Hill Neighbors Mask It Up For The Holidays

Lucy Gellman | December 9th, 2020

Hill Neighbors Mask It Up For The Holidays

Crafts  |  Culture & Community  |  Arts & Culture  |  The Hill  |  Public Health  |  COVID-19



Jose DeJesus, treasurer for the Hill North Community Management Team and a community health educator at the Yale School of Public Health. Screenshots via Zoom.

Jose DeJesus wore his face mask over his eyes. Leslie Radcliffe moved it to the top of her forehead, and it was suddenly a bandana. Health Director Maritza Bond perched it on top of her head like a dainty little hat. Then within seconds, they readjusted so their noses and mouths were covered.

All of them did it to spread an urgent public health message—about not spreading a potentially deadly virus as it surges across the state and the country.

That was the scene at a joint, end-of-year meeting of the Hill North and Hill South Community Management Teams Tuesday night, during time allotted for a customary holiday activity. After COVID-19 dashed the groups’ hopes for gathering in person, they moved the party online. Thirty-two participants attended the meeting on Zoom, many in festive dress. At least one attendee lifted a customary glass of coquito to the group.

“We needed to lighten it up a little bit,” said Radcliffe, who designed the activity, in a phone call after the meeting. “Usually it’s food, fellowship, and fun, but we couldn’t do that this year. Whenever there's a workshop or a seminar that I'm involved in, I like to do icebreakers to get people comfortable. Someone had mentioned that people could wear their masks, and then a lightbulb just went off.”


It fit the tenor of the evening. Between Christmas carols, floppy Santa hats and wishes for Kwanzaa and Hanukkah, Yale New Haven Hospital Community Relations Coordinator Andrew Orefice urged attendees to mask up correctly and practice safety around the holidays. He said that it’s been particularly frustrating to watch people disregard prevailing public health advice as they continue to gather, causing cases to surge as hospitals across the state grow perilously close to capacity.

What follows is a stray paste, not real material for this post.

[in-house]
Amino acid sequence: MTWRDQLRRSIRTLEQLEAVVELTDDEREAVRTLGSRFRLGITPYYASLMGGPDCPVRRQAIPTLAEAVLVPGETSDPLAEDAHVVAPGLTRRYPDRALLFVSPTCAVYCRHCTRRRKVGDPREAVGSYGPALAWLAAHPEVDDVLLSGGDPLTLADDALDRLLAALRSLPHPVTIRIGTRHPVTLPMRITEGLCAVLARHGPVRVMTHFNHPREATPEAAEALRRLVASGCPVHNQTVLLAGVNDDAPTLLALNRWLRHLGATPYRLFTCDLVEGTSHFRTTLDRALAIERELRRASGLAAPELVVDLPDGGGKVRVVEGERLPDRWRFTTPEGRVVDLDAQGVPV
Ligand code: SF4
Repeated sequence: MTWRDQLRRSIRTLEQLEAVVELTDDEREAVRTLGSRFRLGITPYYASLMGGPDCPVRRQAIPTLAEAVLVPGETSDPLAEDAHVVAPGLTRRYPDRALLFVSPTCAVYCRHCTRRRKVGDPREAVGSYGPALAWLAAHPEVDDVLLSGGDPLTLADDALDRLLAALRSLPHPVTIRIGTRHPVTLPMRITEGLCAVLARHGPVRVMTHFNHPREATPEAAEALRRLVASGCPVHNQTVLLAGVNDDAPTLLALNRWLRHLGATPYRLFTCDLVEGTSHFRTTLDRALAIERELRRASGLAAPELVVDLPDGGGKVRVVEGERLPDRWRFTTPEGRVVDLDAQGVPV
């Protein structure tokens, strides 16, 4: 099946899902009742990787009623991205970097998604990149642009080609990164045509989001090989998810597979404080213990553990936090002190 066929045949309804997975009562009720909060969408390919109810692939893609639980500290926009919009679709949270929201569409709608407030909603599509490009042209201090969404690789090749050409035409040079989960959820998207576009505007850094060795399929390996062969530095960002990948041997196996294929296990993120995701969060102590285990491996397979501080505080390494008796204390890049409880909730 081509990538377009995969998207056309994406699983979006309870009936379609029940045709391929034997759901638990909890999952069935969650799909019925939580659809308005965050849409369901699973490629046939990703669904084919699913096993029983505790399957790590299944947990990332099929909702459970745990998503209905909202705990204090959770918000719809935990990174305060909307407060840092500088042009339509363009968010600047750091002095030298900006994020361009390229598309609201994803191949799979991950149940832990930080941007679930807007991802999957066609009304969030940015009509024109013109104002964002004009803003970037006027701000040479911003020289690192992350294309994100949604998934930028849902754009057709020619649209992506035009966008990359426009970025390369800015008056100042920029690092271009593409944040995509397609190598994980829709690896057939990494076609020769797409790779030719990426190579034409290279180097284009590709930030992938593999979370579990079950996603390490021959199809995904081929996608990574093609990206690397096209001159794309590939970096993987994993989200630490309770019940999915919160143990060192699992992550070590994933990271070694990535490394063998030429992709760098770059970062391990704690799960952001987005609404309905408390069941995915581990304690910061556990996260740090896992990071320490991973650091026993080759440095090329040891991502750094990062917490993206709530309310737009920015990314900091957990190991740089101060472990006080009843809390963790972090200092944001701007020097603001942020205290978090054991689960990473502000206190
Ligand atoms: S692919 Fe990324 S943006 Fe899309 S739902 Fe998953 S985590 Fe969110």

Health Director Maritza Bond delivered the city’s latest COVID-19 numbers, which put New Haven over an 8 percent positivity rate with 72 percent of hospital beds full at Yale New Haven Hospital. On a map tracking citywide positivity, 499 new cases appeared between November 24 and December 7. Fair Haven and sections of Whalley/Edgewood and the Hill burned deep orange and red.

“Please, please please be our messengers and our leaders,” she said. “I’ve seen people with the mask on their head, the mask on their chin like it’s a beard. That is not correct.”


Leslie Radcliffe: It's one thing everybody can do. 

Then Radcliffe turned the tables. Kicking off a “surprise group activity” that had been listed on an agenda festooned with bronze bells and holly leaves, she asked attendees to pull out their favorite masks and then readjust them to the incorrect positions. On two pages of Zoom screens, cameras flickered on, attendees laughing.

Project Longevity’s Stacy Spell slipped his onto his chin, his deep, rolling laugh almost audible through the screen as he cracked a huge smile. Radcliffe placed hers on her forehead, and appeared suddenly ready to attend Woodstock. Bond moved hers to the center of her head, in what looked like a tiny blue Onassis-era pillbox hat.